“Is it just me, or does it seem like the weather is getting weirder every year?” It's a common refrain heard among amateur weather enthusiasts and is usually based on anecdotal evidence and personal experience. But anyone who paid even scant attention to the weather in 2011 could see that it was a year of extremes. From above-average snowfalls in most states in the United States, to extreme heat, violent tornado outbreaks, and unusual snowfalls, many of us in the United States experienced some type of extreme weather in 2011.
In the article “2011's Billion-Dollar Disasters: Is Climate Change to Blame?”, Weather Underground's Jeff Masters examines the record-breaking 14 billion-dollar weather disasters that occurred last year. The year began with the Groundhog Day's blizzard, which shut down Chicago with more than 20 inches of snow and cost $1.8 billion, making it only the third billion-dollar United States snowstorm since 1980. Spring brought eight separate billion-dollar disasters in a three-month period, as the Plains and the Southeast endured an onslaught of dangerous tornadoes that killed hundreds and caused tens of billions of dollars in damage. Three of the largest tornado outbreaks in U.S. history hit in a six-week period, including the largest and most expensive tornado outbreak in U.S. history—the $10.2 billion-dollar Southeast U.S. Super Outbreak. Shortly after tornado season ended, the warm months brought epic heat that put the summer of 2011 down as the second hottest in U.S. history, just 0.1 degree below the great Dust Bowl summer of 1936. A one-year drought in Texas, the worst in the state's history, cost at least $10 billion, with many regions 20 inches below average in precipitation. The extreme heat of summer then gave way to fall, and Hurricane Irene and Tropical Storm Lee combined to wreak billions of dollars worth of damage to the United States.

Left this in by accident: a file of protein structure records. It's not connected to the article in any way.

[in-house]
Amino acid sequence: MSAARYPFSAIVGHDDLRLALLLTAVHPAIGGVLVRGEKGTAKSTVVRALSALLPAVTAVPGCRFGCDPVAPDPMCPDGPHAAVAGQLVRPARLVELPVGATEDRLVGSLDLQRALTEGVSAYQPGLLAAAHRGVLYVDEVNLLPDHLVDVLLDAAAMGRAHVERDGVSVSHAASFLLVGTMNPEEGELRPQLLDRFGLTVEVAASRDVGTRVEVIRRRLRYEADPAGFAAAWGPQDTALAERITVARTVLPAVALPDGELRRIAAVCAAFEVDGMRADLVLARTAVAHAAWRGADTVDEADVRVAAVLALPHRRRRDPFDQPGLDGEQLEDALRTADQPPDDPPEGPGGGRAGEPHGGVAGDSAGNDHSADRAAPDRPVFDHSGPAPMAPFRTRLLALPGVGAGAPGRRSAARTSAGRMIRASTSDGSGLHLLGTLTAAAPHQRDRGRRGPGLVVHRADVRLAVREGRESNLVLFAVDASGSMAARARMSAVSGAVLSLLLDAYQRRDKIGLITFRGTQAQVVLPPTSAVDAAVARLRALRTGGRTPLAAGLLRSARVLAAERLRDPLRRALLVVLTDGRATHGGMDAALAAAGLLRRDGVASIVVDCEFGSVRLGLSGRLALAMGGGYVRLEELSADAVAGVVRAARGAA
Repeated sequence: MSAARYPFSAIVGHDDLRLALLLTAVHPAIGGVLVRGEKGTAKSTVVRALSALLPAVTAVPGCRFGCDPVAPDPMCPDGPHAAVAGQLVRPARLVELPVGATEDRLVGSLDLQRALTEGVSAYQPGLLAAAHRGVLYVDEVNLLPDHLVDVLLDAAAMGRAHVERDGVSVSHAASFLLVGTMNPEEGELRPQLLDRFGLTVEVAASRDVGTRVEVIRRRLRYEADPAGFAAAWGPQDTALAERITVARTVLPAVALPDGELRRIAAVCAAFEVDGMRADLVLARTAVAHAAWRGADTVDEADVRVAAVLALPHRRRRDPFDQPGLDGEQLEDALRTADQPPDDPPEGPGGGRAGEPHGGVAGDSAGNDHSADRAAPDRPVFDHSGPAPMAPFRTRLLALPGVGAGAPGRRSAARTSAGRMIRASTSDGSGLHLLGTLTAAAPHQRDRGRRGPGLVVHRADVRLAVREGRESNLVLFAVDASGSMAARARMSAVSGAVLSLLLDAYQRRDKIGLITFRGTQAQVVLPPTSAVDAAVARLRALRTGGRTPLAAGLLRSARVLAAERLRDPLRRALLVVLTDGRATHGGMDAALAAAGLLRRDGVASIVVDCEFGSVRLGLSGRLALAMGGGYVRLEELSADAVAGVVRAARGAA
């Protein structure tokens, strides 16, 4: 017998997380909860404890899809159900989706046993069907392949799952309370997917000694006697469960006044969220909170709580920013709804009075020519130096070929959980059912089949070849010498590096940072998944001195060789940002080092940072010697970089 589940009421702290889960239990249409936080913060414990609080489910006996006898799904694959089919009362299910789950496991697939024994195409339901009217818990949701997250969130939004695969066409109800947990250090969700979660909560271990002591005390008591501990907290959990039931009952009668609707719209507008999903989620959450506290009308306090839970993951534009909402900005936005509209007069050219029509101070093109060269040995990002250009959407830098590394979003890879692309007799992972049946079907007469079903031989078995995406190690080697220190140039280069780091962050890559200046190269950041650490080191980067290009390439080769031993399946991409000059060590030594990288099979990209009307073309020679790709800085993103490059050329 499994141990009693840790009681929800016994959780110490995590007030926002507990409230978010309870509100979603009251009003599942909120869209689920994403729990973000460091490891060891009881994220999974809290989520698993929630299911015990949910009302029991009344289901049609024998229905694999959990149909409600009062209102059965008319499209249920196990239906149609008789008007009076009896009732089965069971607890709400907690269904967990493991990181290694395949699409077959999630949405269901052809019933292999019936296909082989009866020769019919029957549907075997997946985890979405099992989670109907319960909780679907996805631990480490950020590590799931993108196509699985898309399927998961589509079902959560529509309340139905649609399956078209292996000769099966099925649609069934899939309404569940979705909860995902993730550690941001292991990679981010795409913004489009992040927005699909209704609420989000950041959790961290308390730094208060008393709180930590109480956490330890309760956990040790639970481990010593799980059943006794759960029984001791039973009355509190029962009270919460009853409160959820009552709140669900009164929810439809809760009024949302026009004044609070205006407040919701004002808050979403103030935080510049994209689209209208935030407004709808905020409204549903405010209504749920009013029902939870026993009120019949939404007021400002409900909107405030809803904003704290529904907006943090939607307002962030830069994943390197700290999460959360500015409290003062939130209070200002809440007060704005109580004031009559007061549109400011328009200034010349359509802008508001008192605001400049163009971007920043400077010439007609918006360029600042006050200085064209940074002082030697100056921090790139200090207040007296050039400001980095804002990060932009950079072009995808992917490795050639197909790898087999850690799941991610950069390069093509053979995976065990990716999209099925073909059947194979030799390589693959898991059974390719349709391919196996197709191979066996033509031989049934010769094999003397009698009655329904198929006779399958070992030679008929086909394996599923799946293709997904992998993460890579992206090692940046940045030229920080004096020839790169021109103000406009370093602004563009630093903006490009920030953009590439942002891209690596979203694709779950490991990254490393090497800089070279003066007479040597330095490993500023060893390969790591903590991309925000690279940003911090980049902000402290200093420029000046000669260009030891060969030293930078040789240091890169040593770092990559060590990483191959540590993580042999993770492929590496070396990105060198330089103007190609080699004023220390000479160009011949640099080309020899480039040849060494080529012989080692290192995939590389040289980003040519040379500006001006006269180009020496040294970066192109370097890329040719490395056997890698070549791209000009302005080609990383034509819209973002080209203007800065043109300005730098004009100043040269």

While it might be easier to attribute the unusual number of costly weather events in 2011 to natural climate variability, Masters argues that there is evidence that climate could be to blame. Stanley David Gedzelman makes a similar comment in his article, “Fall Snowliage: Photographing an Unusual October Storm.” In the piece, Gedzelman examines a rare but photographically spectacular October snow event that wreaked havoc across the East Coast and mid-Atlantic while providing a showcase event for those concerned that climate change might be bringing more severe weather to the forefront of the American meteorological construct.
David A. Robinson also examines the unusually severe weather of 2011 in his 2010–2011 snow report. In the piece, Robinson notes that most stations reported above-average snowfalls for the season, with only a small number reporting below-average snowfall.
As I write this article, 2011 is winding to a close, and in retrospect there's not much question that this year was a time of extremes. We have yet to see what 2012 will bring, but if climate change does, in fact, play a role in the increase in extreme weather events, we can only hope it will bring more data that will help meteorologists better understand our climate.